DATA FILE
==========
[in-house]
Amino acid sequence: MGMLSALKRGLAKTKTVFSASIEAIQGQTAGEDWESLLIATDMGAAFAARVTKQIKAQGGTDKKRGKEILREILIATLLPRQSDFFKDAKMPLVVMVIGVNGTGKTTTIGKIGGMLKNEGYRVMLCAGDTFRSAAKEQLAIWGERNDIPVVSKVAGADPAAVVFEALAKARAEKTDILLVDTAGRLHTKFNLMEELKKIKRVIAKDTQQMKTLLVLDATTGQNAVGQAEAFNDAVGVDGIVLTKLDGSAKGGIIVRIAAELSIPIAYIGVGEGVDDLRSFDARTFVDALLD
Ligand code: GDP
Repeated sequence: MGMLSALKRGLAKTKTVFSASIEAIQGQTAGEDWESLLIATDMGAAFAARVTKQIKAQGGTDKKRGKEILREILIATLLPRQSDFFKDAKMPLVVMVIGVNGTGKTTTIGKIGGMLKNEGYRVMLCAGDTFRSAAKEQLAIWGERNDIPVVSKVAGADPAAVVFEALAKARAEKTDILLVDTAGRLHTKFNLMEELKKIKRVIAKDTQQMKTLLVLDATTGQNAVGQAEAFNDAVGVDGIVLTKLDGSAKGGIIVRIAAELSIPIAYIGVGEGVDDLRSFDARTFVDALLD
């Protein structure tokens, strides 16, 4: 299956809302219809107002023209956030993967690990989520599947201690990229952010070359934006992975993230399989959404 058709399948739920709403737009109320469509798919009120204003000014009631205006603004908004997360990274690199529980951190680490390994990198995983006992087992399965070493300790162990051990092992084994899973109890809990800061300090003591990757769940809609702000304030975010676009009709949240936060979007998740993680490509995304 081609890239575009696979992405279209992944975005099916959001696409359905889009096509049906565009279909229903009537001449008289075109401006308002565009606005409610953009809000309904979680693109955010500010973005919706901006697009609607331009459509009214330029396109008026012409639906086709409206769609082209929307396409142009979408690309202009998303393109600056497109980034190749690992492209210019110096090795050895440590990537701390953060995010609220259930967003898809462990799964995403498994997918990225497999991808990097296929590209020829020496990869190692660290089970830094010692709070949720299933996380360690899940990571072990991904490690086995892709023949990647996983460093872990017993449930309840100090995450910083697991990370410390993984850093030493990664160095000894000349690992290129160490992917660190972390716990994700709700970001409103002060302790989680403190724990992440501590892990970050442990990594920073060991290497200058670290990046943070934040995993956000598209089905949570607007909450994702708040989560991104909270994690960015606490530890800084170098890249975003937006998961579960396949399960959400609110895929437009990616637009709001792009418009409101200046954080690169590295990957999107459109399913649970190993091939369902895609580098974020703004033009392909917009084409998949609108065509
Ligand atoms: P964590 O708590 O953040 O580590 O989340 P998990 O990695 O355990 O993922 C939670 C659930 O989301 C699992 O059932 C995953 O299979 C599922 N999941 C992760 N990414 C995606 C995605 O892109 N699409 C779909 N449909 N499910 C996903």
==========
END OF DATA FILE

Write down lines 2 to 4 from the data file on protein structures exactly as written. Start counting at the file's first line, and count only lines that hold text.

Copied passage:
Amino acid sequence: MGMLSALKRGLAKTKTVFSASIEAIQGQTAGEDWESLLIATDMGAAFAARVTKQIKAQGGTDKKRGKEILREILIATLLPRQSDFFKDAKMPLVVMVIGVNGTGKTTTIGKIGGMLKNEGYRVMLCAGDTFRSAAKEQLAIWGERNDIPVVSKVAGADPAAVVFEALAKARAEKTDILLVDTAGRLHTKFNLMEELKKIKRVIAKDTQQMKTLLVLDATTGQNAVGQAEAFNDAVGVDGIVLTKLDGSAKGGIIVRIAAELSIPIAYIGVGEGVDDLRSFDARTFVDALLD
Ligand code: GDP
Repeated sequence: MGMLSALKRGLAKTKTVFSASIEAIQGQTAGEDWESLLIATDMGAAFAARVTKQIKAQGGTDKKRGKEILREILIATLLPRQSDFFKDAKMPLVVMVIGVNGTGKTTTIGKIGGMLKNEGYRVMLCAGDTFRSAAKEQLAIWGERNDIPVVSKVAGADPAAVVFEALAKARAEKTDILLVDTAGRLHTKFNLMEELKKIKRVIAKDTQQMKTLLVLDATTGQNAVGQAEAFNDAVGVDGIVLTKLDGSAKGGIIVRIAAELSIPIAYIGVGEGVDDLRSFDARTFVDALLD